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The Amount of harmful Online Content in our Country is worrying

Mediacentar (Media Centre) Sarajevo presented the publication Regulation of harmful content on the Internet in Bosnia and Herzegovina (BiH): Between freedom of speech and damage to democracy. It has been said that the amount of harmful online content in our country is worrying. Therefore, possible solutions were offered and supported by The United Nations Educational, Scientific and Cultural Organization (UNESCO) and the European Union (EU), Federalna writes.

The trend of internet abuse in BiH is not stopping. Hate speech, denial of war crimes, glorification of war criminals, ethnonational media reporting, disinformation, and discrediting campaigns of individuals are the most harmful contents in our country and require more adequate processing.

Entity laws can be used to sanction fake news, but they do not define what fake news is, and then they can be abused in a way to sanction dissidents and the like. We have seen how the Election Law prohibits hate speech of political candidates – that definition is not precise enough and then it can be used again to restrict free political speech, says Anida Sokol, a researcher at Mediacentar.

All these shortcomings also affect the democratic processes in BiH. Therefore, the authors of the study, taking into account the sensitive political situation in the country, the problematic legacy of the war, and the presence of divisive ethnonationalism rhetoric, offered solutions. But, they point out, that there is no one actor who would solve all the problems. It is necessary to join forces of competent institutions, regulators, media, and civil society.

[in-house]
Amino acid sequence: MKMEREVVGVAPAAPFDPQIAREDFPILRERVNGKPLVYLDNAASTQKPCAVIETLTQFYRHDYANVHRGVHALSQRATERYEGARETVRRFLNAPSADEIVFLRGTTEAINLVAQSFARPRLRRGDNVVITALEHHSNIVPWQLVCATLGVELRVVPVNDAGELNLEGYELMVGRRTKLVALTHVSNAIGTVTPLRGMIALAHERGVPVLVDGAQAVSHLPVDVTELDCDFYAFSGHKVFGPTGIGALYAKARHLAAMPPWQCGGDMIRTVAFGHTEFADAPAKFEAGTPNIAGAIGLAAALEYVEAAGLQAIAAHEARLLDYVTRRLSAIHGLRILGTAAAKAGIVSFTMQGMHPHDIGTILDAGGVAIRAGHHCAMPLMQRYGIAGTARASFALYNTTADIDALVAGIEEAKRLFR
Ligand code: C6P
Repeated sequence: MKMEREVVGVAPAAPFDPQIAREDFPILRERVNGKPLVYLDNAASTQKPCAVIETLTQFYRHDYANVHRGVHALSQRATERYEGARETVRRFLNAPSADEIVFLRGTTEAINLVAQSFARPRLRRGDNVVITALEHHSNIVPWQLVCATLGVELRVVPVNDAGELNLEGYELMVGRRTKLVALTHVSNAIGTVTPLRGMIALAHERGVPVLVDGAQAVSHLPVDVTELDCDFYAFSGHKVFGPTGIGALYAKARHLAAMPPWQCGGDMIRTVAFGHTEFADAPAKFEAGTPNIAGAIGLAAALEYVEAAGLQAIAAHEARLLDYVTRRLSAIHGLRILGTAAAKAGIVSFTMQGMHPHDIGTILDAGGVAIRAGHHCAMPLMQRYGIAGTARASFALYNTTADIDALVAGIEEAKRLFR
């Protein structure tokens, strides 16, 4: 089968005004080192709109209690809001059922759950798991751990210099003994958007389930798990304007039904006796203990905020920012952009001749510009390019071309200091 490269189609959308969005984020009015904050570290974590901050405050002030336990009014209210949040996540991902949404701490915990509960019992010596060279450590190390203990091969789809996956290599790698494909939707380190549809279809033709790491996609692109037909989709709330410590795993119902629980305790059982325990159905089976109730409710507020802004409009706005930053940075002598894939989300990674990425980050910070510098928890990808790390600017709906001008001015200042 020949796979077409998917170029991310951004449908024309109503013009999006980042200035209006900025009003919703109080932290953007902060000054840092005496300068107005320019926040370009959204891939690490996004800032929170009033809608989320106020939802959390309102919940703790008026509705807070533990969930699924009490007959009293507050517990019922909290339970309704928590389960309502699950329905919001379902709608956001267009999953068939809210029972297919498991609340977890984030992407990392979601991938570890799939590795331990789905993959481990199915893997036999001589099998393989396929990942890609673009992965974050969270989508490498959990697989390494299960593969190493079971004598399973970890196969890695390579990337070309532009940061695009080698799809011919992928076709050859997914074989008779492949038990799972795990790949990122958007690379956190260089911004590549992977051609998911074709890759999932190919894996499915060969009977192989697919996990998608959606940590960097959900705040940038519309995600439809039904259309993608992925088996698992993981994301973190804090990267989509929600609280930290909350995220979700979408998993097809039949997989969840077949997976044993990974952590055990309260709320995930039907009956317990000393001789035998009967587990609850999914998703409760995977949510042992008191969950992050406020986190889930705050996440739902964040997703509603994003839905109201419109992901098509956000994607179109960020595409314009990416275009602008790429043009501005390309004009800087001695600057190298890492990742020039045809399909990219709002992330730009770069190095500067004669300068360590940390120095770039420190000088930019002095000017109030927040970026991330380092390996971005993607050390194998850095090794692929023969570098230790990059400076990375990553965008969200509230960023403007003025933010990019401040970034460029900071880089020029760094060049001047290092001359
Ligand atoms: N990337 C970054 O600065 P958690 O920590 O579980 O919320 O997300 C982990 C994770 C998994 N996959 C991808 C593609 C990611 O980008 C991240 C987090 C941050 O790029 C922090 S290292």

There are several steps BiH can take immediately. In this sense, first of all, to harmonize its laws and regulations regarding hate speech with international standards and, further, to introduce it as a criminal offense – the act of spreading racism and xenophobia, ie hate through the Internet,โ€ Jurgis Vilcinskas pointed out, Acting Deputy Head of the EU Delegation to BiH.

There seems to be a lot of work ahead of our country. Working to increase society’s resilience to harmful content by developing media literacy and, ultimately, introducing laws in line with international standards, such as the law on digital services, would certainly change the BiH reality. However, the authors of the study point out that it is primarily necessary to act preventively and strengthen the education of all citizens.

 

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